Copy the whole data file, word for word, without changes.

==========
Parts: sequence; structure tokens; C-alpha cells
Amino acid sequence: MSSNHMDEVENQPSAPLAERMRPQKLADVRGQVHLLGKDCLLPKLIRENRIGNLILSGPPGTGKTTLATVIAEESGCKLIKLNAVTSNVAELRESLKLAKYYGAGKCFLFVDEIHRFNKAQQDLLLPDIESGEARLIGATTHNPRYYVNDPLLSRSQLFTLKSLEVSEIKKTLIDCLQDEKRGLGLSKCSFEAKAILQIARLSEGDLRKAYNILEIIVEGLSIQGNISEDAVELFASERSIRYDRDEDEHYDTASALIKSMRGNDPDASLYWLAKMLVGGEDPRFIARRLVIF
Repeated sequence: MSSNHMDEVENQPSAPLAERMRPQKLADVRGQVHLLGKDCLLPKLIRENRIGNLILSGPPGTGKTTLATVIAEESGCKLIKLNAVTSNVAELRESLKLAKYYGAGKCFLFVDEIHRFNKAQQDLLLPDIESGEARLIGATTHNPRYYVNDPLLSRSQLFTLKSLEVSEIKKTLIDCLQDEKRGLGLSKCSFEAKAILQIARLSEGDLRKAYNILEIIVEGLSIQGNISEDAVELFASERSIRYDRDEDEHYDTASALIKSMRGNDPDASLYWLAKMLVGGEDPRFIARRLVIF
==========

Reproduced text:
Parts: sequence; structure tokens; C-alpha cells
Amino acid sequence: MSSNHMDEVENQPSAPLAERMRPQKLADVRGQVHLLGKDCLLPKLIRENRIGNLILSGPPGTGKTTLATVIAEESGCKLIKLNAVTSNVAELRESLKLAKYYGAGKCFLFVDEIHRFNKAQQDLLLPDIESGEARLIGATTHNPRYYVNDPLLSRSQLFTLKSLEVSEIKKTLIDCLQDEKRGLGLSKCSFEAKAILQIARLSEGDLRKAYNILEIIVEGLSIQGNISEDAVELFASERSIRYDRDEDEHYDTASALIKSMRGNDPDASLYWLAKMLVGGEDPRFIARRLVIF
Repeated sequence: MSSNHMDEVENQPSAPLAERMRPQKLADVRGQVHLLGKDCLLPKLIRENRIGNLILSGPPGTGKTTLATVIAEESGCKLIKLNAVTSNVAELRESLKLAKYYGAGKCFLFVDEIHRFNKAQQDLLLPDIESGEARLIGATTHNPRYYVNDPLLSRSQLFTLKSLEVSEIKKTLIDCLQDEKRGLGLSKCSFEAKAILQIARLSEGDLRKAYNILEIIVEGLSIQGNISEDAVELFASERSIRYDRDEDEHYDTASALIKSMRGNDPDASLYWLAKMLVGGEDPRFIARRLVIF